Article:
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What Would Pockers Think?

By Simon Grose

Abolishing the Science portfolio would not have pleased Dr Peter Pockley, but all is not lost.

If Tony Abbott had a nightmare after he announced his Ministry, it may have featured a lanky stooping ghost keening and wailing in a deep sonorous voice about the new PM’s failure to appoint a Science Minister.

Dr Peter Pockley, the pioneer of Australian science journalism who passed away in August, would have defied the non-existence of the afterworld to clamber back and vent horror and dismay at the PM’s appalling mistake.

For Pockers, recognition of “science” by governments was a prime measure of their chronically dubious credibility. He was the first to start counting the use of “science” and “research” in Budget speeches – or lamenting their absence. Much to his regret and disgust, the latter was more common.

He would have been even more incensed and appalled if he had lived to hear that a dedicated Science Ministry had been abolished. Hell, its existence should not have been questioned. The obvious reform was to make it a stand-alone portfolio and install it in Cabinet with status equal to Treasury. If he had also heard that Small Business had gained a Cabinet slot in the new outfit, he would have gone “apockerplectic”.

Some changes he might have welcomed. Like the return to the Education portfolio of responsibility for university research policy and funding, international education and research engagement, and the Australian Research Council. Under the previous Coalition Government it had been there in the Department of Education, Science and Technology, but in the Labor years it was moved to the Innovation/Industry portfolio. Pockers would have approved the implied shift of emphasis from applied to basic research under Abbott.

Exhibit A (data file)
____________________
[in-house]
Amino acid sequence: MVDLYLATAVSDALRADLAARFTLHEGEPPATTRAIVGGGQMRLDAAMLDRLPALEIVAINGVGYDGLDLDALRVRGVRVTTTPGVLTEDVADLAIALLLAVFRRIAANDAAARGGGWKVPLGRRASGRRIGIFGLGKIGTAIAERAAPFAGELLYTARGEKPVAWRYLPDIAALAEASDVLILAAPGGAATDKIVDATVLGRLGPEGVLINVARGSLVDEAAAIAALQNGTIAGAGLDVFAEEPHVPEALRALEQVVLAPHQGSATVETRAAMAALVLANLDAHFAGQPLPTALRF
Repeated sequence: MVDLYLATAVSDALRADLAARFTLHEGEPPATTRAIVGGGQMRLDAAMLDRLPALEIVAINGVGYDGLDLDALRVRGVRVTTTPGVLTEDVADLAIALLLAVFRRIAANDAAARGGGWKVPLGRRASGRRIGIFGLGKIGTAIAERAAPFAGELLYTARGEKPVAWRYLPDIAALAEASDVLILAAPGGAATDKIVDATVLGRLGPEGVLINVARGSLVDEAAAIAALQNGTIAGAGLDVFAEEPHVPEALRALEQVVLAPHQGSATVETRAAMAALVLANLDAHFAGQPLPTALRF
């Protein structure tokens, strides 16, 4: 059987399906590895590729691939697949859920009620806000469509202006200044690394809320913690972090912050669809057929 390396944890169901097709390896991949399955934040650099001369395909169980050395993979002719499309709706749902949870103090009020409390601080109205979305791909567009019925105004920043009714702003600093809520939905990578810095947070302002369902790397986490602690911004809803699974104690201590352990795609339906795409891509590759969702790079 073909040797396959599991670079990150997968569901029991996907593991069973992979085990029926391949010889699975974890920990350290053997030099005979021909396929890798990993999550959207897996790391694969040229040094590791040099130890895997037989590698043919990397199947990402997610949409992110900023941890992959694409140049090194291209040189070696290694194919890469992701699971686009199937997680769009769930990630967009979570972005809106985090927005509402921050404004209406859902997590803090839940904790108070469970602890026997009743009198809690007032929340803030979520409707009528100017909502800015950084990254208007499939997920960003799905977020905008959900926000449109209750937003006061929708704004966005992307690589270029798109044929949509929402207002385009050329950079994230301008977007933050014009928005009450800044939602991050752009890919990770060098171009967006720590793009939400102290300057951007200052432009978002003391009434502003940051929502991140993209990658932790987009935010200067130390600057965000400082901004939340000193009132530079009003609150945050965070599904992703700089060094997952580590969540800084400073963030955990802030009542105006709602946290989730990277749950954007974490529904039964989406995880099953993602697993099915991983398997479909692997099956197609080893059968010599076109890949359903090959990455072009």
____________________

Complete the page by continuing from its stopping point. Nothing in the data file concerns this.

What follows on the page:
He may also have approved of the retro lexicon – using single basic words like “education” and “industry” to name portfolios. Compare this with the final stage of the Gillard/Rudd regime, which left a “Department of Industry, Innovation, Climate Change, Science, Research and Tertiary Education”. DIICCSRTE was known as “dick insert” in bureaucratic circles, but at least “science” was in the title.

Functionally, nothing has changed. There is no stand-alone Science portfolio, and several portfolios that fund and administer things scientific – Industry, Education, Environment, Health, Agriculture, Defence, Communications – are represented in Cabinet.

No Science Minister has ever had responsibility for all research and innovation functions of the federal government, and it will ever be thus. Coordination of those functions must occur at a lower level, which is what Chief Scientist Ian Chubb is trying to do by creating the Australian Research Committee to bring together senior officers of all departments: the CEOs of the ARC, NHMRC and CSIRO, the Chief Defence Scientist, the chair of Innovation Australia Board, and a representative from Universities Australia.

A scientist coordinating science policy – Peter would have approved.

Onya Pockers! Rest in peace.

Simon Grose is a Director of Science Media (sciencemedia.com.au).